Posts Tagged ‘Golden Faith’

This is not a news article. Purely my thought. Prereqs: “Legend of the Condor Heroes”, TVB 1994, Athena Chu, Julian Cheung, Gallen Lo; “Golden Faith”, TVB 2002, Jessica Hsuan, Gallen Lo, Deric Wan, Raymond Lam.

I once asked myself, if Yang Kang had not been born into the Sung dynasty, what would have happened? What if the setting for “Legend of the Condor Heroes” had been moved a few hundred years later where the Jin-Sung conflict might have come in some other form, such as in the case of a big bad greedy corporation being battled by a few good men who stand by the law, what would we have had, then?

Yang Kang

Taken the character out of his social and historical backdrop, and what do you see? We see a son and a foster home. We see a devoted foster father to whom the son looks up with respect and admiration. We see, in the mind of the son, the idealization (or rather, the idolization) of how a man should be, stemming directly from the father.

Would that description fit quite a few others such as, say, Ivan Ding of “Golden Faith”?

In Ivan, we also see a son who is torn between his foster home and what are defined by the society as being the right things to do. Just like Yang Kang assumes the risk of becoming a traitor to his country, Ivan assumes the risk of becoming a criminal by sticking by his foster family. The moments the two break away from the only thing they have known in their lives so far as families, they become miserable in quite many ways. One being the inability to soar with their strengths. The foster homes provide them the much needed platform where their talents, in both cases here the ability to strategically lead, could be powerfully displayed. Regardless of whether it is the present Ding Fung or the Sung’s Jin, there our characters feel the need for their presences the strongest. Their “homes” give them somewhat a sense of being appreciated.

But that’s where the parallel lines diverge. While Ivan comes back to Ding Fung with an almost impossible, self-assumed mission on his shoulder, Yang Kang comes back to Jin for comfort and because of greed. The equivalent of Ivan’s mission to straighten Ding Fung’s business would be for Yang Kang to be true to his promise he makes to his lady Nianci, to persuade the Jin to stop invading Sung’s land, and to lead Jin the right way.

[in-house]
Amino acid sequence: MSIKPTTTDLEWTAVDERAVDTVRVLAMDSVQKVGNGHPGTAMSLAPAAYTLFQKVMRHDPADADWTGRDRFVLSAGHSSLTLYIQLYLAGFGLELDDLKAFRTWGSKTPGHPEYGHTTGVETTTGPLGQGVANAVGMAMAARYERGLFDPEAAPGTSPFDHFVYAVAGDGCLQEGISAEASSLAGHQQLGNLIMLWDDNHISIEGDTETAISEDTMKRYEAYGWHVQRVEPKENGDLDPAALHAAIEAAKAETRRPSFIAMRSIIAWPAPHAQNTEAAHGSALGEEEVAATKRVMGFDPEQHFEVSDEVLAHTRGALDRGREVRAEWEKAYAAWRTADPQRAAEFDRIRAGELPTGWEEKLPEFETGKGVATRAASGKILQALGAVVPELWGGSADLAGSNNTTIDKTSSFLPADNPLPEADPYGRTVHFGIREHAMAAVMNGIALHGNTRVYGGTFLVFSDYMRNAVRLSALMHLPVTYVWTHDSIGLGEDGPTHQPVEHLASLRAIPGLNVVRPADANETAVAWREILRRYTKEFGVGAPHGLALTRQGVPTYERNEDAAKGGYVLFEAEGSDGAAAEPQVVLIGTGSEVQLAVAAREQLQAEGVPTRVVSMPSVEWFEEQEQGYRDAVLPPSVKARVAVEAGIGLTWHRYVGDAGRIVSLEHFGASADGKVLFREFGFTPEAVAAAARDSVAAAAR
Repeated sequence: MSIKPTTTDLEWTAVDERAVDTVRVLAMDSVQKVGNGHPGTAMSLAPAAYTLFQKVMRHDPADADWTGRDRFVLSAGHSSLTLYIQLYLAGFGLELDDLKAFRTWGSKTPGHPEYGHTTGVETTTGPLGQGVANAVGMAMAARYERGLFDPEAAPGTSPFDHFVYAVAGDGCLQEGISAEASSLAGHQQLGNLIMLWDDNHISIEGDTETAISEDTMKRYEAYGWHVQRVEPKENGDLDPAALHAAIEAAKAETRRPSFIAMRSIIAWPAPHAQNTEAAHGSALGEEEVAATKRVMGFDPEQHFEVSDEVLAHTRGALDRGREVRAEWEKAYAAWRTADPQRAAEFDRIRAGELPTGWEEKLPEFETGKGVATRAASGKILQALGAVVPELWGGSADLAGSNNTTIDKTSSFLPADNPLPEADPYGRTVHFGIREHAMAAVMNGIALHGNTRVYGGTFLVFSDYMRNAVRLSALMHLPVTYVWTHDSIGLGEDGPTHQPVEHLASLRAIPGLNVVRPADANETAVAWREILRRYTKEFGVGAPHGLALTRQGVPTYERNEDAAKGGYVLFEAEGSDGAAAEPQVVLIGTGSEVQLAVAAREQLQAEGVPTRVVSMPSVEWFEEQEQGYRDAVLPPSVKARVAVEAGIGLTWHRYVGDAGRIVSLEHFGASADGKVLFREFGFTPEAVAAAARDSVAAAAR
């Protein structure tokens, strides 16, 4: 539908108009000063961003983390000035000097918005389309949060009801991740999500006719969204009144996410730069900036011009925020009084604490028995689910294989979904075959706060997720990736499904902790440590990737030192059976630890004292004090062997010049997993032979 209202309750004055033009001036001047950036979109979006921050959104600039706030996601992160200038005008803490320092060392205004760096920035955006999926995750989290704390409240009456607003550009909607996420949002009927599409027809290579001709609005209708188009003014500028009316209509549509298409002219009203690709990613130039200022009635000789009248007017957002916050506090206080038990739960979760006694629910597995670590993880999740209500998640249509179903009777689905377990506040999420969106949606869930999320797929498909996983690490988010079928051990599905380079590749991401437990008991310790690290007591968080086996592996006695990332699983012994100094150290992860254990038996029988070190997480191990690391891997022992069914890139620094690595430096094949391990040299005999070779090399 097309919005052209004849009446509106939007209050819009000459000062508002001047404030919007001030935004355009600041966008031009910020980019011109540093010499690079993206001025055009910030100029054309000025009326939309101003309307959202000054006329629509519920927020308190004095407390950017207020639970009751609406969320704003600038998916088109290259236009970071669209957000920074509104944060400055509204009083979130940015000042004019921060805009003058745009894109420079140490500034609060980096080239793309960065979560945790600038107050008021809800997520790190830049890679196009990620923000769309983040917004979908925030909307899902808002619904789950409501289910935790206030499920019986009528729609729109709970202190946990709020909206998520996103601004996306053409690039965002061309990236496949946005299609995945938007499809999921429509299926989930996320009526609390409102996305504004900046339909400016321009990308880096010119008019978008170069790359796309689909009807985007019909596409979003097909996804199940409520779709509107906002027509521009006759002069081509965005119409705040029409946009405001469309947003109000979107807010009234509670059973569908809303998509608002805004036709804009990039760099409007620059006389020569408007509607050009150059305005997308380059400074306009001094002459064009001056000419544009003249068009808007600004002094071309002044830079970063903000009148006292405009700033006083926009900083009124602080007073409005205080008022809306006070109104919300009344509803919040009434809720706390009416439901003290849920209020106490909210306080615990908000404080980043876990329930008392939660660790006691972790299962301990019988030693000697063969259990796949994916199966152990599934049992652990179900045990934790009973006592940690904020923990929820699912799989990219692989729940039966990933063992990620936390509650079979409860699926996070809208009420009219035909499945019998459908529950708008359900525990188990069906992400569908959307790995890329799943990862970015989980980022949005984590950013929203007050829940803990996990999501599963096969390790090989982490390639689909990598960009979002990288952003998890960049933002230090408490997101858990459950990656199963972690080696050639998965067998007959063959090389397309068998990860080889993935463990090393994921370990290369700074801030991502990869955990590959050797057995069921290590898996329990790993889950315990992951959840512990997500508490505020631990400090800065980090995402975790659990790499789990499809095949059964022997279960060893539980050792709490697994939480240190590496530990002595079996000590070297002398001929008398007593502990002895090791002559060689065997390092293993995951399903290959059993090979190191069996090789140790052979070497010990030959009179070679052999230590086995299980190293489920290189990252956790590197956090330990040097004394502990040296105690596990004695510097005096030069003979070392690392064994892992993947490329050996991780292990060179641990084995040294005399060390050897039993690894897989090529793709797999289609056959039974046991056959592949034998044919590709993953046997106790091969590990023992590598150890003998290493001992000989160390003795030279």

Aside from the lack of integrity in Yang Kang, other factors which force Yang Kang’s path to stray so far away from Ivan’s might include their significant others. While both Rachel and Mu Nianci hold their principles absolutely rigid, they execute them much differently. Rachel, though still loves Ivan dearly, cuts short their relationship and hence makes a very strong statement. Nianci, on the other hand, fools herself into believing Yang Kang’s excuses (read: lies) every time without failing. Nianci, in a way, greatly encourages the “duality” in Yang Kang’s personality. She is truly the lifeboat for his creative lies. This is a confusing analogy since removing this lifeboat and this Yang Kang who is willing to lead Jin the right way will drown and die. That’s true, but one never knows. He might keep trying to survive on his own and hence kill his alternate, evil persona – the Yang Kang we know. Oh well, it is just wishful thinking on my part. Afterall, the biggest problem with Yang Kang is still his lack of integrity, and we do need an antagonist for “Legend”.

Ivan in Yang Kang vs Ivan

Now for the sake of completeness, we can also think of some ways to turn Ivan into a baddie. But wait, isn’t he already one? Remember, Ivan kills (or thinks he kills) his foster father’s long-time business partner. If Ivan’s action can be justified and redeemed by saying he is forced to pull the trigger because his younger foster sister’s life is on the line, then Yang Kang’s killing rage toward Ouyang Ke after the later insults Nianci may as well be sympathized. Ivan also lies. He lies under oath, obstructs justice and inadvertently helps tossing Rachel’s career out of the window. Ivan’s lies, however, are for the purpose of saving other people’s reputations and lives but never his own. And I guess that makes all the differences.

Still, I want to wonder what kind of fate Ivan would have faced had he been adopted into not the Ding, but the Jin royal family, almost a thousand years ago.

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